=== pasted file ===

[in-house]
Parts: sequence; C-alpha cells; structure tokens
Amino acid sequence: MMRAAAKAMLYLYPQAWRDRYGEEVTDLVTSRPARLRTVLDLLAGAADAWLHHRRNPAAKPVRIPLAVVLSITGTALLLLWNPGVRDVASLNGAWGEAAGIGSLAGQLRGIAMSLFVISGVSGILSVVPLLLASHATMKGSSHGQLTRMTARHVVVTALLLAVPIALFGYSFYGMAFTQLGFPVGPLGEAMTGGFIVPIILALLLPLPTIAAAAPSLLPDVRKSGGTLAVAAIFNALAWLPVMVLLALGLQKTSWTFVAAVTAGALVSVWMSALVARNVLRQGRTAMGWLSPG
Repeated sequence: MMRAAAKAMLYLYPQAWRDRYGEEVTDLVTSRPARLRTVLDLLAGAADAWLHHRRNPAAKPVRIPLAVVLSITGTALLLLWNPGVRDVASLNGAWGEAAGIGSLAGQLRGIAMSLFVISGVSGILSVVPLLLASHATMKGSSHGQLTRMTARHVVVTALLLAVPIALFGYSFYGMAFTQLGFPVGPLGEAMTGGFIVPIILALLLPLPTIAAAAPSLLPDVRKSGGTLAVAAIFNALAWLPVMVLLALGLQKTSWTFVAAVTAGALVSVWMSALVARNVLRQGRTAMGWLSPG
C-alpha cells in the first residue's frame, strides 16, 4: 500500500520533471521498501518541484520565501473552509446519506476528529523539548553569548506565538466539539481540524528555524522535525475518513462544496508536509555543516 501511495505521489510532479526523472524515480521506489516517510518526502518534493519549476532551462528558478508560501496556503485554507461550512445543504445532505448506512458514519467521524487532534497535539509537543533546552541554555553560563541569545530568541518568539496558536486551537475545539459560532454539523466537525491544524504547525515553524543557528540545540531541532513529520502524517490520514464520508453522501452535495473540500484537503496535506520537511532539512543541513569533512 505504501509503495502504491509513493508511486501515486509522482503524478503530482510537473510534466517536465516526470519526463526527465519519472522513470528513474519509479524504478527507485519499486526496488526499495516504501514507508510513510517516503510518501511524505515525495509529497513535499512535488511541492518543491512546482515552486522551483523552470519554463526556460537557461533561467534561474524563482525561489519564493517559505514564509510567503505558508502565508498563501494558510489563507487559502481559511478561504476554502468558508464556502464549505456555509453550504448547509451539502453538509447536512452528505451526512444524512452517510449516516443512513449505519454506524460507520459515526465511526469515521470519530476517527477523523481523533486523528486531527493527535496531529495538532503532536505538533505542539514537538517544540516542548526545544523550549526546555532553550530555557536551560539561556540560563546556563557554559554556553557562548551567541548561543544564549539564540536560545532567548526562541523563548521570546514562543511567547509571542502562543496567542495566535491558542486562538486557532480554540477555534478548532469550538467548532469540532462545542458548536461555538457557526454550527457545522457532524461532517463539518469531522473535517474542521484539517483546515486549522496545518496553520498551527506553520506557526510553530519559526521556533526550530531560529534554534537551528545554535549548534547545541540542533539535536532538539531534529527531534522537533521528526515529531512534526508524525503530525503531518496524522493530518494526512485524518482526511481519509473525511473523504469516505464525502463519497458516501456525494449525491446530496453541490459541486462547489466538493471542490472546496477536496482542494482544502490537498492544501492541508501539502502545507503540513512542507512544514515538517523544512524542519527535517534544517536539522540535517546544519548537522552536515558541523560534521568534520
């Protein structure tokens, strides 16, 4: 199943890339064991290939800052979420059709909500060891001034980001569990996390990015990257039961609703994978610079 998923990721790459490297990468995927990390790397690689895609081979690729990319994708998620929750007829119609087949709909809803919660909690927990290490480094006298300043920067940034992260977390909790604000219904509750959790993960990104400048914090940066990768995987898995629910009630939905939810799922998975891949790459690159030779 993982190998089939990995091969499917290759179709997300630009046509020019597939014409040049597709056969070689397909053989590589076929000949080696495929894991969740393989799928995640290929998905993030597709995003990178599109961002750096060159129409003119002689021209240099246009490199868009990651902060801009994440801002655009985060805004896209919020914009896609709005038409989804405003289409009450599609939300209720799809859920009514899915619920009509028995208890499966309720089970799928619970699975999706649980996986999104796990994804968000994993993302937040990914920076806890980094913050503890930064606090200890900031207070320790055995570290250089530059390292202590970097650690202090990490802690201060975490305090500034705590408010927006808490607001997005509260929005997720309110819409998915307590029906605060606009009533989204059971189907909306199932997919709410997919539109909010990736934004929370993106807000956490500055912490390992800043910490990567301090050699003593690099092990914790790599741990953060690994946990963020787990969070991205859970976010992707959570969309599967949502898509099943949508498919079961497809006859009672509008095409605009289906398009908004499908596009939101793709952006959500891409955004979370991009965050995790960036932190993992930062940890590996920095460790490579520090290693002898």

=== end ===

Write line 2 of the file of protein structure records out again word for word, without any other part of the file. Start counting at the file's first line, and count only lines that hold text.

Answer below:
Parts: sequence; C-alpha cells; structure tokens